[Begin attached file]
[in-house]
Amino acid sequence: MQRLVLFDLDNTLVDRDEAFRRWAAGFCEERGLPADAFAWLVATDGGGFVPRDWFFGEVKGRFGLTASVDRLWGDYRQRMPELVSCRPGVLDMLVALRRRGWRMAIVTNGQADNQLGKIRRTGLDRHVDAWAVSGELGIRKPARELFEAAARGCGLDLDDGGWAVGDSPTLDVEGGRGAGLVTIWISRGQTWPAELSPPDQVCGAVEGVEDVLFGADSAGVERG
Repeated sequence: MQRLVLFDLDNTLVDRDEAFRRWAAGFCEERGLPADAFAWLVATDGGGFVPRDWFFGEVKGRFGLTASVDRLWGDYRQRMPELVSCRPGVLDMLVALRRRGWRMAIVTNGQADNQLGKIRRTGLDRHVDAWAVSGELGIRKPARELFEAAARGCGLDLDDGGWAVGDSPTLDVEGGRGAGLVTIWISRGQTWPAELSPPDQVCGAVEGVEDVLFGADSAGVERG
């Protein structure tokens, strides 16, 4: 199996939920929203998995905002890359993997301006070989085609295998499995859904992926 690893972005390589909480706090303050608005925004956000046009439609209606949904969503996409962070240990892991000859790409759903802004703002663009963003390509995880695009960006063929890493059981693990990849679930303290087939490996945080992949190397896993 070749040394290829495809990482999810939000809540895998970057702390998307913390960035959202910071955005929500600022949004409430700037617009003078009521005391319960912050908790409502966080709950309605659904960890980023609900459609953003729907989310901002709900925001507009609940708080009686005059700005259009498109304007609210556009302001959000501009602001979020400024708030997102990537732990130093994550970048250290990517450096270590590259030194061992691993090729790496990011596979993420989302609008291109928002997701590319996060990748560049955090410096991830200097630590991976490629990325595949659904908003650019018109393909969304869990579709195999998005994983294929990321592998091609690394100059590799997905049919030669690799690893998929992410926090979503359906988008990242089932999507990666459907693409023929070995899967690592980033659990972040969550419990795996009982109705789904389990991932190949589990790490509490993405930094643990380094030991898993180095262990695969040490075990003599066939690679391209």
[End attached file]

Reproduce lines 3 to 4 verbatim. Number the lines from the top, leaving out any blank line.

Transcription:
Repeated sequence: MQRLVLFDLDNTLVDRDEAFRRWAAGFCEERGLPADAFAWLVATDGGGFVPRDWFFGEVKGRFGLTASVDRLWGDYRQRMPELVSCRPGVLDMLVALRRRGWRMAIVTNGQADNQLGKIRRTGLDRHVDAWAVSGELGIRKPARELFEAAARGCGLDLDDGGWAVGDSPTLDVEGGRGAGLVTIWISRGQTWPAELSPPDQVCGAVEGVEDVLFGADSAGVERG
């Protein structure tokens, strides 16, 4: 199996939920929203998995905002890359993997301006070989085609295998499995859904992926 690893972005390589909480706090303050608005925004956000046009439609209606949904969503996409962070240990892991000859790409759903802004703002663009963003390509995880695009960006063929890493059981693990990849679930303290087939490996945080992949190397896993 070749040394290829495809990482999810939000809540895998970057702390998307913390960035959202910071955005929500600022949004409430700037617009003078009521005391319960912050908790409502966080709950309605659904960890980023609900459609953003729907989310901002709900925001507009609940708080009686005059700005259009498109304007609210556009302001959000501009602001979020400024708030997102990537732990130093994550970048250290990517450096270590590259030194061992691993090729790496990011596979993420989302609008291109928002997701590319996060990748560049955090410096991830200097630590991976490629990325595949659904908003650019018109393909969304869990579709195999998005994983294929990321592998091609690394100059590799997905049919030669690799690893998929992410926090979503359906988008990242089932999507990666459907693409023929070995899967690592980033659990972040969550419990795996009982109705789904389990991932190949589990790490509490993405930094643990380094030991898993180095262990695969040490075990003599066939690679391209």